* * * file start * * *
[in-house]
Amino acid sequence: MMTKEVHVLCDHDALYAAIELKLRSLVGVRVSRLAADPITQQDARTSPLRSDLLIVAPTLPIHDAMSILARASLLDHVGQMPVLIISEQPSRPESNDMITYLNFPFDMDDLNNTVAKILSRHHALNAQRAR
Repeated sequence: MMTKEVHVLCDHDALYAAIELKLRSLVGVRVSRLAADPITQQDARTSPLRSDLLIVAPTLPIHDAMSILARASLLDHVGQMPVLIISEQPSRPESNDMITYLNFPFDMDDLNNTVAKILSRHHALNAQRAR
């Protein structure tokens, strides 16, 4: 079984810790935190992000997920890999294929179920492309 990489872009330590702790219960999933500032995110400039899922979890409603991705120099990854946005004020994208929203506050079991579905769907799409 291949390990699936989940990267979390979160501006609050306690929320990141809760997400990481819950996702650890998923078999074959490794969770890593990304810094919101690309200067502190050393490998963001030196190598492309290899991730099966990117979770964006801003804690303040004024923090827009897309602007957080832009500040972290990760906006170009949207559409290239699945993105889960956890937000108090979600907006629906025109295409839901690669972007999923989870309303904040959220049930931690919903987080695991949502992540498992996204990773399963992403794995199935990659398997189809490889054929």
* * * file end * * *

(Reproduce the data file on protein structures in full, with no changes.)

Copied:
[in-house]
Amino acid sequence: MMTKEVHVLCDHDALYAAIELKLRSLVGVRVSRLAADPITQQDARTSPLRSDLLIVAPTLPIHDAMSILARASLLDHVGQMPVLIISEQPSRPESNDMITYLNFPFDMDDLNNTVAKILSRHHALNAQRAR
Repeated sequence: MMTKEVHVLCDHDALYAAIELKLRSLVGVRVSRLAADPITQQDARTSPLRSDLLIVAPTLPIHDAMSILARASLLDHVGQMPVLIISEQPSRPESNDMITYLNFPFDMDDLNNTVAKILSRHHALNAQRAR
């Protein structure tokens, strides 16, 4: 079984810790935190992000997920890999294929179920492309 990489872009330590702790219960999933500032995110400039899922979890409603991705120099990854946005004020994208929203506050079991579905769907799409 291949390990699936989940990267979390979160501006609050306690929320990141809760997400990481819950996702650890998923078999074959490794969770890593990304810094919101690309200067502190050393490998963001030196190598492309290899991730099966990117979770964006801003804690303040004024923090827009897309602007957080832009500040972290990760906006170009949207559409290239699945993105889960956890937000108090979600907006629906025109295409839901690669972007999923989870309303904040959220049930931690919903987080695991949502992540498992996204990773399963992403794995199935990659398997189809490889054929």